New manual to help employers tackle domestic violence
The Domestic Violence Resource Manual for Employers
This comprehensive resource, produced by Refuge and Respect, is designed to help employers and HR professionals respond to employees who are victims or perpetrators of abuse. It includes:
- A draft domestic violence policy
- A template for implementation
- Posters for the workplace
- Personal testimonies
- DVD of awareness-raising materials
Download an order form for the Domestic Violence Resource Manual for Employers
Research has shown that:
- One in ten[i] people who has experienced domestic violence has been forced to take time off work because of the effects of the abuse
- Twenty percent of those have been absent for more than a month.[ii]
- In 2009, domestic violence cost UK businesses £1.9 billion in lost economic output caused by physical injuries alone.[iii]
However, research has also shown that more than one in ten victims of domestic violence chooses to confide in a manager or colleague[iv], which is why Refuge and Respect have developed the Domestic Violence Resource Manual for Employers. It includes practical information on how to recognise and understand domestic violence, how to deal with domestic violence in the workplace and how to develop and implement a domestic violence policy.
The manual is supported by a DVD, which includes printable posters, stickers, and a directory of domestic violence services, as well as video testimonies from victims of domestic violence, public and private sector employers and trade unionists.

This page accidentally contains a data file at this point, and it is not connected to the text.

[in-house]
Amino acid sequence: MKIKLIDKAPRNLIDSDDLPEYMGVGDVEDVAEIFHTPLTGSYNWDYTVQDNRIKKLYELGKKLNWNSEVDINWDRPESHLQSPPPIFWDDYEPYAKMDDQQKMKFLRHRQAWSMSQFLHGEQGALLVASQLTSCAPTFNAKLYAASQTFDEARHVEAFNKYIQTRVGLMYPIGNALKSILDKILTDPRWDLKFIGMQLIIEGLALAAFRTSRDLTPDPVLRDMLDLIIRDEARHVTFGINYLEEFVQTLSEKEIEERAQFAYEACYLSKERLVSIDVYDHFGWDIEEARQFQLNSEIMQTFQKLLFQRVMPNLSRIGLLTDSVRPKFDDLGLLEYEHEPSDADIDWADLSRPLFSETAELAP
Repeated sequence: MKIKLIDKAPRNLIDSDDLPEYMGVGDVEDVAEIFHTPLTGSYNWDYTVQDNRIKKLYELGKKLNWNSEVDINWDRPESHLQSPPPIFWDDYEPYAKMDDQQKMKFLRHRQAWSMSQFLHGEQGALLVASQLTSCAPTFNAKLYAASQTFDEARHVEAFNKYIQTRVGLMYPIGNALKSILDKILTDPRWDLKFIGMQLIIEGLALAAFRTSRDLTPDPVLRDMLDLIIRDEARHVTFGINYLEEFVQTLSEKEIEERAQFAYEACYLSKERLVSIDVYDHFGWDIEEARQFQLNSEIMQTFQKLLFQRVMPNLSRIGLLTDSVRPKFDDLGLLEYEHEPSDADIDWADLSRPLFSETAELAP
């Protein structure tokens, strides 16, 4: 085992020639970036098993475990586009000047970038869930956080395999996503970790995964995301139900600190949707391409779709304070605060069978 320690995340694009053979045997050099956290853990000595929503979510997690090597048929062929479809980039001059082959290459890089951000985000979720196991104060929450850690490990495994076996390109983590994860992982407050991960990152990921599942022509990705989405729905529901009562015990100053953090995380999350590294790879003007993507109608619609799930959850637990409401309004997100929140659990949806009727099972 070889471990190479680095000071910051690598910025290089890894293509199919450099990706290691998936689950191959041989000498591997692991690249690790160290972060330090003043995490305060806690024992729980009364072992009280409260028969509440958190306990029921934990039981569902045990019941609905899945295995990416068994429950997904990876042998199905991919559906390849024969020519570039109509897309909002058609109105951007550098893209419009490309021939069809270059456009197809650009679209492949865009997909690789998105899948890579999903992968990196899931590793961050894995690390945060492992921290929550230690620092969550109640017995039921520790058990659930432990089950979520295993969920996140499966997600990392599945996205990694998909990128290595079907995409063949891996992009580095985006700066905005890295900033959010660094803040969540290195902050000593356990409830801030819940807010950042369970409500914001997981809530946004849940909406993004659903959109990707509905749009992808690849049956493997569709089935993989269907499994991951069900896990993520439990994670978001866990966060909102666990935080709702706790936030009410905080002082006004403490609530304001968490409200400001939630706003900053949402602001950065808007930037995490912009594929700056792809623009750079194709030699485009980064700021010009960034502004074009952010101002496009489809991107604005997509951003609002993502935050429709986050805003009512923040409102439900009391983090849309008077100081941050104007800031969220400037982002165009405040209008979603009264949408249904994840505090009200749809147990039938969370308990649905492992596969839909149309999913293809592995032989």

It is designed to offer information and support to both line-mangers and colleagues who may need to respond to domestic violence, and is applicable to employers across England, Wales and Scotland.
Fiona Bowman is a survivor of domestic violence, who thanks to her previous line manager was able to escape domestic violence. She says:
“When I was experiencing domestic violence, my job at a bank was the only place I had to escape the constant terror of my home life. It was the only place I could be myself and regain some sense of normality. But for me, my work was not just my sanctuary – it ended up being my salvation.
“After a particularly awful attack, my boss came to see me in hospital. When he saw my bruised and swollen face he realised straight away what had happened to me. He had the amazing foresight to recognise the danger I was in and did absolutely everything in his power to help me. He was managed to get me a new job in another branch of the bank, hundreds of miles away, and helped me to move away. It’s no exaggeration to say that his support saved my life. I had no-one else to turn to and, if he hadn’t acted to help me, I genuinely believe I might be here today. Since I escaped I have been able to build a very successful career for myself. I can’t express how grateful I am for the chance that manager gave me to achieve the life I have now.”
- The Domestic Violence resource manual is funded by the Nationwide Foundation
- The Domestic Violence Resource Manual for Employers is supported by members of the Corporate alliance against domestic violence
[i] Roe, 2010
[ii] Roe, 2010
[iii] Walby, 2009
[iv] Roe, 2010